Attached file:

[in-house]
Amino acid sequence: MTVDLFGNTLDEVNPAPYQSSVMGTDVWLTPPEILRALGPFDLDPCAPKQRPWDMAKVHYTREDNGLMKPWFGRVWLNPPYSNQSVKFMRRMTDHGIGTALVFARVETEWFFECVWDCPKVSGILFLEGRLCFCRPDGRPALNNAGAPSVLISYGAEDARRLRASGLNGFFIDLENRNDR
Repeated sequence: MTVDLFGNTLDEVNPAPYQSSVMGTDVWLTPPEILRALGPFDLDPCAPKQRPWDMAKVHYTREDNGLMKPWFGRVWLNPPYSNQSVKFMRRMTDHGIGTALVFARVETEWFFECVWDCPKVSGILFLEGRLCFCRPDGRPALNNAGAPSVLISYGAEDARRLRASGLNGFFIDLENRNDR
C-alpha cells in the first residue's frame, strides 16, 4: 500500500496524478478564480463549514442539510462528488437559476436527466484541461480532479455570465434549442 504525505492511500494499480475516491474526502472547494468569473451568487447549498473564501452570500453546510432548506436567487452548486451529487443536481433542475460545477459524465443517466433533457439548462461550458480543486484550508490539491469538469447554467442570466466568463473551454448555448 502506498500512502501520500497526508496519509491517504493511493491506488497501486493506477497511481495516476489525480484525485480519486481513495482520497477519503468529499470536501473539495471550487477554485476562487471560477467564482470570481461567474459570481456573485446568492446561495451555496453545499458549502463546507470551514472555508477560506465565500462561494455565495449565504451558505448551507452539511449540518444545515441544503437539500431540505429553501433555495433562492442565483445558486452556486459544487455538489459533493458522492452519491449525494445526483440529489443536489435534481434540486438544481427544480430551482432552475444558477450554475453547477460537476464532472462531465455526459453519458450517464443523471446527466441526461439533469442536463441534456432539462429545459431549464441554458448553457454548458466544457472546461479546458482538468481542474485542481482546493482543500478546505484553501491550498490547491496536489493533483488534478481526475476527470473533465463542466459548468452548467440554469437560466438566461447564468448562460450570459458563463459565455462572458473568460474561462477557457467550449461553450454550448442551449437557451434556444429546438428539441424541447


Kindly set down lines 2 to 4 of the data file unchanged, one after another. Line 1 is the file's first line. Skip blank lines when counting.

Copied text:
Amino acid sequence: MTVDLFGNTLDEVNPAPYQSSVMGTDVWLTPPEILRALGPFDLDPCAPKQRPWDMAKVHYTREDNGLMKPWFGRVWLNPPYSNQSVKFMRRMTDHGIGTALVFARVETEWFFECVWDCPKVSGILFLEGRLCFCRPDGRPALNNAGAPSVLISYGAEDARRLRASGLNGFFIDLENRNDR
Repeated sequence: MTVDLFGNTLDEVNPAPYQSSVMGTDVWLTPPEILRALGPFDLDPCAPKQRPWDMAKVHYTREDNGLMKPWFGRVWLNPPYSNQSVKFMRRMTDHGIGTALVFARVETEWFFECVWDCPKVSGILFLEGRLCFCRPDGRPALNNAGAPSVLISYGAEDARRLRASGLNGFFIDLENRNDR
C-alpha cells in the first residue's frame, strides 16, 4: 500500500496524478478564480463549514442539510462528488437559476436527466484541461480532479455570465434549442 504525505492511500494499480475516491474526502472547494468569473451568487447549498473564501452570500453546510432548506436567487452548486451529487443536481433542475460545477459524465443517466433533457439548462461550458480543486484550508490539491469538469447554467442570466466568463473551454448555448 502506498500512502501520500497526508496519509491517504493511493491506488497501486493506477497511481495516476489525480484525485480519486481513495482520497477519503468529499470536501473539495471550487477554485476562487471560477467564482470570481461567474459570481456573485446568492446561495451555496453545499458549502463546507470551514472555508477560506465565500462561494455565495449565504451558505448551507452539511449540518444545515441544503437539500431540505429553501433555495433562492442565483445558486452556486459544487455538489459533493458522492452519491449525494445526483440529489443536489435534481434540486438544481427544480430551482432552475444558477450554475453547477460537476464532472462531465455526459453519458450517464443523471446527466441526461439533469442536463441534456432539462429545459431549464441554458448553457454548458466544457472546461479546458482538468481542474485542481482546493482543500478546505484553501491550498490547491496536489493533483488534478481526475476527470473533465463542466459548468452548467440554469437560466438566461447564468448562460450570459458563463459565455462572458473568460474561462477557457467550449461553450454550448442551449437557451434556444429546438428539441424541447